There are several “factoids” running around the internet that Obama has run up more debt than all past presidents combined. According to the Treasury Dept that claim is not true but the run up in debt has been outstanding since Obama took office in January 2009. When Bush left office, the total debt was 10 trillion. It was 15.5 trillion at the end of February 2012.
As the graph below illustrates, we have been borrowing lots of money for the past thirty years.
Then I wondered: after adjusting for inflation,what is the annual increase in federal debt for each President? Adjusting for inflation allows us to compare apples to apples. The Federal Reserve supplies us with both data on the debt and a deflator to adjust current dollars to real 2005 dollars. Obama’s average is computed up to Dec 2011.
Remember, these are inflation adjusted dollars. The big spending started with Reagan but both parties have become very practiced at developing good explanations for why we have to spend a lot of money.
Like many, I have thought that the severe downturn has dramatically reduced federal receipts. As a percentage of GDP, it has – receipts have been coming in at 15 – 16% of GDP, when the long term average is 18 – 19%. But … bigger government spending has inflated GDP about 10%. What have receipts been over the past decade? During the Bush years, the Federal government pulled in an average of 2.13 trillion dollars a year in 2005 real dollars. During the Obama years, the average is 2.0 trillion. The drop in receipts has been relatively slight. 80 – 85% of the responsibility for the big run up in the debt is spending.
Last week, Senator McCain acknowledged the true cost of defense spending at $1 trillion and it is defense spending that led the Bush administration to run up a $5 trillion dollar deficit in eight years despite four years of robust growth, fueled largely by a real estate bubble. The bubble burst and the severe fallout from that debacle has prompted even more defense spending – social support programs to defend Americans against lost jobs, lost health insurance and lost home equity.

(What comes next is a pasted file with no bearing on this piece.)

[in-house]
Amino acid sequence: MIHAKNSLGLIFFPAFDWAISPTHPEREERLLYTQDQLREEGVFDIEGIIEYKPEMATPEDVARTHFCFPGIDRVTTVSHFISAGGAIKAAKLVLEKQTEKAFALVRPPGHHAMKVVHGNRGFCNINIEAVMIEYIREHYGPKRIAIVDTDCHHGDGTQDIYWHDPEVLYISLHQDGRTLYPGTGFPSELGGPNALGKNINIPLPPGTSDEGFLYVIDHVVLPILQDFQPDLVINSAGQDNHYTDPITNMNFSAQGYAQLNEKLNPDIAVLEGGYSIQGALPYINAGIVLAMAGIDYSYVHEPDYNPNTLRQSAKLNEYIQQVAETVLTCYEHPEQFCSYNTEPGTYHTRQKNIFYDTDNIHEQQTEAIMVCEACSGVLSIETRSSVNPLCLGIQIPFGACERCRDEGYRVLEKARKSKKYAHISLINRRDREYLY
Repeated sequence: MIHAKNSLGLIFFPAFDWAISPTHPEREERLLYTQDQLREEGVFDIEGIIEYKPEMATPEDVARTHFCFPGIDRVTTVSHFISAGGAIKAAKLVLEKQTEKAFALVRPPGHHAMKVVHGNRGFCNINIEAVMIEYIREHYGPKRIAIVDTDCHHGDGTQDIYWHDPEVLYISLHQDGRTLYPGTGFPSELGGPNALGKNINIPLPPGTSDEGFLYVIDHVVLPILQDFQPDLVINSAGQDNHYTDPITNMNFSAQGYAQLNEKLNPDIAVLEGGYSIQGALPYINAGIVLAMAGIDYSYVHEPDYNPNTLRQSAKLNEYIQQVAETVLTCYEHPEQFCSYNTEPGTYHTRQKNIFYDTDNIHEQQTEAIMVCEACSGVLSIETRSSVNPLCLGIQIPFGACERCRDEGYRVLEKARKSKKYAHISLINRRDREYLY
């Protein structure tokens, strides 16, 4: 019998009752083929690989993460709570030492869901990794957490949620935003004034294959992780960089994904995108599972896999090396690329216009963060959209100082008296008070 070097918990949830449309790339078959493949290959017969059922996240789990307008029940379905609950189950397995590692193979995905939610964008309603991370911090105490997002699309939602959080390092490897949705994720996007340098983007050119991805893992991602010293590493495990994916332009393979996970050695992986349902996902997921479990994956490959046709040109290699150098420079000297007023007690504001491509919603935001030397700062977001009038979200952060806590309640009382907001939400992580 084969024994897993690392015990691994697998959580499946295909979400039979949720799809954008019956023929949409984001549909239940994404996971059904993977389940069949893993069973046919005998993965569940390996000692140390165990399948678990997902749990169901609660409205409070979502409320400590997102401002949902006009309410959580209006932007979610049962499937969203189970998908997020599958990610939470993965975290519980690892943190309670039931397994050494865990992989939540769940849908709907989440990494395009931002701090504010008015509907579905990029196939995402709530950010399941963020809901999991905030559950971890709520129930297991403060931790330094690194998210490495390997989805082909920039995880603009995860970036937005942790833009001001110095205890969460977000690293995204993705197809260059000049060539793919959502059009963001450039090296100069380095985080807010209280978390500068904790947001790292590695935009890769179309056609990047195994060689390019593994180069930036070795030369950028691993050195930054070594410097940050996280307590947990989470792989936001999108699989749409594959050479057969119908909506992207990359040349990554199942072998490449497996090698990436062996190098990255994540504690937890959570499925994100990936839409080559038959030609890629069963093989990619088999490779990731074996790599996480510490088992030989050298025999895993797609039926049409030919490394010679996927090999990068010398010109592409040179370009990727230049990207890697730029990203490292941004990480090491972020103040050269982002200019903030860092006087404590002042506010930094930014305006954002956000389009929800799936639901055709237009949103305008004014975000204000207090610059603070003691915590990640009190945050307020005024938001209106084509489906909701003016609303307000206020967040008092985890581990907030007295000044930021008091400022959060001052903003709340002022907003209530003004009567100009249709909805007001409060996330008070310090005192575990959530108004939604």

“Too much spending!” Republicans cry but do not want to cut back on defense spending or agricultural subsidies in rural areas where their support is strongest. Income tax subsidies are another form of spending, one highlighted by the Simpson-Bowles commission. In this broken, contentious political climate, neither side of the political aisle can agree on any meaningful reductions in tax subsidies because the voters who put them there can not agree.
Since neither side can agree on spending cuts, there is only one other solution – higher revenues. Yes, that’s the punch line. Funny, isn’t it? If neither side can agree on spending cuts, they surely can’t agree on where to get higher revenues.
Bleeding heart Democrats cry out for tax justice for the poor while Republicans stand strong for tax justice for the rich. The Tax Policy Center can find no studies showing that taxes on the rich influence job creation, either positively or negatively. To conservatives who believe that they do, facts are unimportant. Conservatives are like football fans – all you gotta do is believe.
Democrats suffer from the same “fact blindness,” disregarding several studies showing that long term unemployment subsidies undercut the confidence and skills of the unemployed, making them less employable the longer they are out of work. Car and home buying subsidies of the past few years have done little but push forward the buying of cars and homes. When the subsidy programs expired, so too did the buying of cars and homes. Despite the demonstrated ineffectiveness of these social subsidies, Democrats continue to propound that they are for the working person. Another month and another proposal of yet another program for the “vulnerable.”
The moderates of either party have either been voted out of office or left in frustration. Olympia Snowe, a Republican Senator from Maine, is the latest to quit the carnival show of Congress. She wrote, “I do find it frustrating, however, that an atmosphere of polarization and ‘my way or the highway’ ideologies has become pervasive in campaigns and in our governing institutions.”
We can not agree on spending cuts and we have two large spending items looming in the near future which will only exacerbate the debate. The Boomers are just beginning to collect on their deferred annuity program – we know it as Social Security. They are one kind of bondholder expecting the government to make good on the promises it has made. The really big bond leviathan is that world wide group of holders of U.S. debt – over $10 trillion in treasury bonds and notes. We have benefited from the “flight to safety” over the past few years as investors around the globe have bought U.S. debt at ridiculously low rates. Investors will want a more normal return for their money eventually and when that happens, the annual interest expense on our debt will rise. These two groups of bondholders with demands and expectations will light the fuse.
If you think the past decade has been contentious, you ain’t seen nothin’ yet.